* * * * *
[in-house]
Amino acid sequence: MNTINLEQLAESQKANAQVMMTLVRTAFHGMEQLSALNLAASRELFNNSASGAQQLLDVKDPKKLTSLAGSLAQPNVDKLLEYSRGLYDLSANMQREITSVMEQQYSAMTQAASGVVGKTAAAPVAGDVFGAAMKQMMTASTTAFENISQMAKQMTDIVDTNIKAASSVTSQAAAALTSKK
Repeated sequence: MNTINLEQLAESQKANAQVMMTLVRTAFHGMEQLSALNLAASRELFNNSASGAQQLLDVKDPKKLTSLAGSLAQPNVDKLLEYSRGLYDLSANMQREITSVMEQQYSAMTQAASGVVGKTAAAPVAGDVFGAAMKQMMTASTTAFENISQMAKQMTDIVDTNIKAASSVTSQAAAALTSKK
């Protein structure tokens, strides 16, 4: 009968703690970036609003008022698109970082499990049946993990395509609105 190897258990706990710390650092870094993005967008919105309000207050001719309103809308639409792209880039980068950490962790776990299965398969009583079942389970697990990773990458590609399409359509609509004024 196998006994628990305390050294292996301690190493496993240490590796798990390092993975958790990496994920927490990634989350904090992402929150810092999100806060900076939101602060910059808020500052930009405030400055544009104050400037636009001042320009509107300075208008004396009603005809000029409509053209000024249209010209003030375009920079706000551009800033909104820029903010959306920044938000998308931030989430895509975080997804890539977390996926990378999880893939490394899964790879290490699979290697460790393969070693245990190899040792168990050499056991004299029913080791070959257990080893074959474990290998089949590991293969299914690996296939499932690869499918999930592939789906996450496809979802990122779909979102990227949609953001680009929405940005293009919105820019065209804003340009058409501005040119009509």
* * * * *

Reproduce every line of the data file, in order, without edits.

[in-house]
Amino acid sequence: MNTINLEQLAESQKANAQVMMTLVRTAFHGMEQLSALNLAASRELFNNSASGAQQLLDVKDPKKLTSLAGSLAQPNVDKLLEYSRGLYDLSANMQREITSVMEQQYSAMTQAASGVVGKTAAAPVAGDVFGAAMKQMMTASTTAFENISQMAKQMTDIVDTNIKAASSVTSQAAAALTSKK
Repeated sequence: MNTINLEQLAESQKANAQVMMTLVRTAFHGMEQLSALNLAASRELFNNSASGAQQLLDVKDPKKLTSLAGSLAQPNVDKLLEYSRGLYDLSANMQREITSVMEQQYSAMTQAASGVVGKTAAAPVAGDVFGAAMKQMMTASTTAFENISQMAKQMTDIVDTNIKAASSVTSQAAAALTSKK
């Protein structure tokens, strides 16, 4: 009968703690970036609003008022698109970082499990049946993990395509609105 190897258990706990710390650092870094993005967008919105309000207050001719309103809308639409792209880039980068950490962790776990299965398969009583079942389970697990990773990458590609399409359509609509004024 196998006994628990305390050294292996301690190493496993240490590796798990390092993975958790990496994920927490990634989350904090992402929150810092999100806060900076939101602060910059808020500052930009405030400055544009104050400037636009001042320009509107300075208008004396009603005809000029409509053209000024249209010209003030375009920079706000551009800033909104820029903010959306920044938000998308931030989430895509975080997804890539977390996926990378999880893939490394899964790879290490699979290697460790393969070693245990190899040792168990050499056991004299029913080791070959257990080893074959474990290998089949590991293969299914690996296939499932690869499918999930592939789906996450496809979802990122779909979102990227949609953001680009929405940005293009919105820019065209804003340009058409501005040119009509």